• Great gadgets through history

    Break out your astrolabes and charge up your Leyden jars, fellow scienceographers! Wired has a nice round-up of some of the greatest gadgets from antiquity including the Antikythera Computer — yes, it was a 1st century B.C. computer — and the seamless globe. These gadgets helped our ancestors explore the earth and engineer great marvels. What did your iPod do for you so far? Read More

  • We made pR0n better

    I never thought about it this way, but it seems we — us bunch of nerds — have slowly changed the porn landscape. Regina Lynn at Wired points out sites like AbbyWinters.com and Kink.com [feel free to cut and paste but rest assured NSFW] feature models who are a far cry from the pneumo-bots of yore or even the charming ladies of mainstream lad mags. The industry of image has… Read More

  • Pleo and kids

    Yeah, I know it’s an annoying GIF, right? I never got into the whole Aibo/Pleo/Robosapien thing but TC headquarters just sent me a Pleo to talk about for the Crunchies and I turned it on for my 2-year-old son. He was immediately entranced. To my jaded eyes, Pleo looks like another attempt at creating a “life form” that can convince you to love it and care for it. Furby was… Read More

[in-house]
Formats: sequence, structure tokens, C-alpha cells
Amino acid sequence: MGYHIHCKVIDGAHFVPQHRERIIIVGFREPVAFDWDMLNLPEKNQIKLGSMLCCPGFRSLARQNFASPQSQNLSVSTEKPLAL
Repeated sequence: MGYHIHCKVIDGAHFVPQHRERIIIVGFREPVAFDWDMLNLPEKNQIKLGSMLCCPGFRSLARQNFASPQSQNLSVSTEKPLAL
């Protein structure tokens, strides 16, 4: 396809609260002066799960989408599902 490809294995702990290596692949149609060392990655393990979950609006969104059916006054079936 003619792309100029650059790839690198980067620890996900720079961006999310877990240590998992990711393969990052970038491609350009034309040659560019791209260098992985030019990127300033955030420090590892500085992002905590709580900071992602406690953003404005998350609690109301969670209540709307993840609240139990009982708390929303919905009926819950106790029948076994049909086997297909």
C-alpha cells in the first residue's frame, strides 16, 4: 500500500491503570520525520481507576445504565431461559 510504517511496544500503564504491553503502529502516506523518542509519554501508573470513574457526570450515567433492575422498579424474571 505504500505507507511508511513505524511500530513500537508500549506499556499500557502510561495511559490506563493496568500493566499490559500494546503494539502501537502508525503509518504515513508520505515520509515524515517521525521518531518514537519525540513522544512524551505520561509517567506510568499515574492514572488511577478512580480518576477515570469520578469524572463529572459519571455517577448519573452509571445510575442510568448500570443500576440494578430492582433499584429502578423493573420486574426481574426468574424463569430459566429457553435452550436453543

• Amazing article explores iPhone's history, development: totally worth the read

    [photopress:wiredmagiphone.jpg,full,center] Wired easily has the best article on the iPhone you’re ever going to read on this day or any other. It’s about the history and development of the device, from Steve Jobs sensing that his iPod business wasn’t as secure as his stockholders would like (wireless providers and their MP3-playing cellphones were a big concern) to the… Read More